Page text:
The specification demonstrates that the claims are directed to the abstract idea of connecting customers to call centers. The patent identifies two problems with call center systems: customers must physically record and dial an 800 number, and they often have long waits. ('314 Patent at 1:25-57). These are precisely the type of pre-Internet problems that exist with the generic idea of connecting customers to call centers. In terms of resolving these issues, the specification seems merely to describe a faster way of doing this: " It is another object of the invention to make this process faster and simpler so as to improve the likelihood of a successful connection to a live agent. The invention provides a method of quickly enabling the changing of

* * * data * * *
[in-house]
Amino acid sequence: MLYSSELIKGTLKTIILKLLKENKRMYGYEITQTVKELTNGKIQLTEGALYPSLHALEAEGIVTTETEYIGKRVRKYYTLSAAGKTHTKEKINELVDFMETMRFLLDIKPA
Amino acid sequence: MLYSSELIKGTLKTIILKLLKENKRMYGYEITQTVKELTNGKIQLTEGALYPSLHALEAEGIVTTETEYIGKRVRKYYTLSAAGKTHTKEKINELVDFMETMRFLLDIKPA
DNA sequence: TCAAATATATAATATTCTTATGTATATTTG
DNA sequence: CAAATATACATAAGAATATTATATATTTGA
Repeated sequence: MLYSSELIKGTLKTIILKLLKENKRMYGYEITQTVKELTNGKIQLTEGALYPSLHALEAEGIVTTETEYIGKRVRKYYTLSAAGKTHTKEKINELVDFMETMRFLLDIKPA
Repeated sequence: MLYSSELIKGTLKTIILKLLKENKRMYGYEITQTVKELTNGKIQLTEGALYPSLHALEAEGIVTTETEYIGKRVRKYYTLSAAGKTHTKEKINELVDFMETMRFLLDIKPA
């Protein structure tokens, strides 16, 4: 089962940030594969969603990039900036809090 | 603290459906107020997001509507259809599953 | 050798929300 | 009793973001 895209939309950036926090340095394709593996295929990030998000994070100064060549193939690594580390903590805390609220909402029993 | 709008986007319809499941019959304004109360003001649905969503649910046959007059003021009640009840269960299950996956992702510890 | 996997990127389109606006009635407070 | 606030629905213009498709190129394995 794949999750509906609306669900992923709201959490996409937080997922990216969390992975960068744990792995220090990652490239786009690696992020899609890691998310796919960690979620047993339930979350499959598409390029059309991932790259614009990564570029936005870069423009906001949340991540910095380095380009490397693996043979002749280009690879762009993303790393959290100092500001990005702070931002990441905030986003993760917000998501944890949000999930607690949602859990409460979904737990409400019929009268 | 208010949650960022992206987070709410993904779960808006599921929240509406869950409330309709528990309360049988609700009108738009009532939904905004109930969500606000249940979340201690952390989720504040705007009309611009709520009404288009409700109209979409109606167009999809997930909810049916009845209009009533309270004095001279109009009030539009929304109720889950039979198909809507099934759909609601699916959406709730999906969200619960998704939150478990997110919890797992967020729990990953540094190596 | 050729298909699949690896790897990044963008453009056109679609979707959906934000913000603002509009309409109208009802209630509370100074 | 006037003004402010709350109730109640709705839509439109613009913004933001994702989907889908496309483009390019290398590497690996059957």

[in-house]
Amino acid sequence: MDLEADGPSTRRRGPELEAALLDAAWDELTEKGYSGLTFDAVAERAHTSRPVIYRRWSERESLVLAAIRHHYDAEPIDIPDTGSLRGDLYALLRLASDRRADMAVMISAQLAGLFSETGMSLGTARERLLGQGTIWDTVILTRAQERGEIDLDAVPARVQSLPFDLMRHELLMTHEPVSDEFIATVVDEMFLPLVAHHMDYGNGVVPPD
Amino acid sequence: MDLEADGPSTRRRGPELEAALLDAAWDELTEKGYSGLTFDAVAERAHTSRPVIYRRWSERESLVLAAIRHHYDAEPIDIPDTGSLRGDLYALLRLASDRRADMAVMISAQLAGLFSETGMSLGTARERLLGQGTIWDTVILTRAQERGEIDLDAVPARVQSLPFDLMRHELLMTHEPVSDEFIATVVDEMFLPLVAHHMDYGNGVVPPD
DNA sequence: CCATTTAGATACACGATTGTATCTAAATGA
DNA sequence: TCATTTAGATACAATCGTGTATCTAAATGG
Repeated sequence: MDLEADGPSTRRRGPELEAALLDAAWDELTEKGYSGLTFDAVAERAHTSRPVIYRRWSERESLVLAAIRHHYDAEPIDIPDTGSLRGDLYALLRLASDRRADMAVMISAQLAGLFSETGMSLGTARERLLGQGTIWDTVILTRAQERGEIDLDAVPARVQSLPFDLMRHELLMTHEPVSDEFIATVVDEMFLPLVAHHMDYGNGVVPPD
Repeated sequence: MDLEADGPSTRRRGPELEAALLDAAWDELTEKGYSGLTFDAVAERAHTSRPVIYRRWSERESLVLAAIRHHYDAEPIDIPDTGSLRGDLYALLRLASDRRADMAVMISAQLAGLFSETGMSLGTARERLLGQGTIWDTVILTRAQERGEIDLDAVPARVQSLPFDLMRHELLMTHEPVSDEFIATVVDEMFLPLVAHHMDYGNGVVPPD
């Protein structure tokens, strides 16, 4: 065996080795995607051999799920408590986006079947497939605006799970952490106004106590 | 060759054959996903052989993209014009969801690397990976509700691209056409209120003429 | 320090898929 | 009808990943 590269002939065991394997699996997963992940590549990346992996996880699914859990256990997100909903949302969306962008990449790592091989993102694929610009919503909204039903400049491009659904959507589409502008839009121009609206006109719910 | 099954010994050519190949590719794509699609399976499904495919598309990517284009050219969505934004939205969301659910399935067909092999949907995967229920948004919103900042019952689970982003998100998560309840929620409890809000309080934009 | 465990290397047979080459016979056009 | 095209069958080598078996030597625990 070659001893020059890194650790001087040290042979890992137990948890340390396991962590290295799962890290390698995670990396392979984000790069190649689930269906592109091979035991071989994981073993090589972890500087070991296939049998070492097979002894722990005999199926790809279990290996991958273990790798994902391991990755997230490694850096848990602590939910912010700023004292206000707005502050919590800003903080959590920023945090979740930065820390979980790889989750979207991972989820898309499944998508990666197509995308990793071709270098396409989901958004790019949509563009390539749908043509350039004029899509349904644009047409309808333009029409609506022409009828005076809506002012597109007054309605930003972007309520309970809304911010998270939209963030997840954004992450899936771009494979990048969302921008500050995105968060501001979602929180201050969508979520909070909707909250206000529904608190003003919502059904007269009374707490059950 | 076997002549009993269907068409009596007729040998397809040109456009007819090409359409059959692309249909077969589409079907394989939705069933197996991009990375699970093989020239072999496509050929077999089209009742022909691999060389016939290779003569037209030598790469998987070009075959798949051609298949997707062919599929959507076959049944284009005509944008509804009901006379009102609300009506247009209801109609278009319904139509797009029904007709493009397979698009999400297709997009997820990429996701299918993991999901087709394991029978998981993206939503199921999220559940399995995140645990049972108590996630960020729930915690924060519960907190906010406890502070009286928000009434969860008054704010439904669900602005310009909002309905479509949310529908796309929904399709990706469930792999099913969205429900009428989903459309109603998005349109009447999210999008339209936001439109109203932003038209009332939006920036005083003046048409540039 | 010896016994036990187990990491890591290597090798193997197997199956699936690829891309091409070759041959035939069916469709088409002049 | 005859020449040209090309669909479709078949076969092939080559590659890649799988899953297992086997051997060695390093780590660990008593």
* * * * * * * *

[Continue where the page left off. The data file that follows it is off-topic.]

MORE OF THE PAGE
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customer contact channels under control of the calling customer. A customer contact channel is a specific means of communication between the customer and a sales/service provider." ('314 Patent at 2:7-14). Whether the novelty of this implementation using customer contact channels is sufficient to overcome the abstract idea at its core is a question for step two of the Alice analysis. See Ultramercial, 772 F.3d at 715. At the very least, though, the fact that the invention improves the success rate of connecting a customer to a live agent demonstrates that the invention is directed to the abstract idea of connecting customers to call centers.

b. Inventive Concept

Even if the claims are directed to the abstract idea of connecting customers to call centers, the second step of the Alice framework requires determining whether the elements individually, or as an ordered combination, constitute an inventive concept. Alice, 134 S.Ct. at 2355.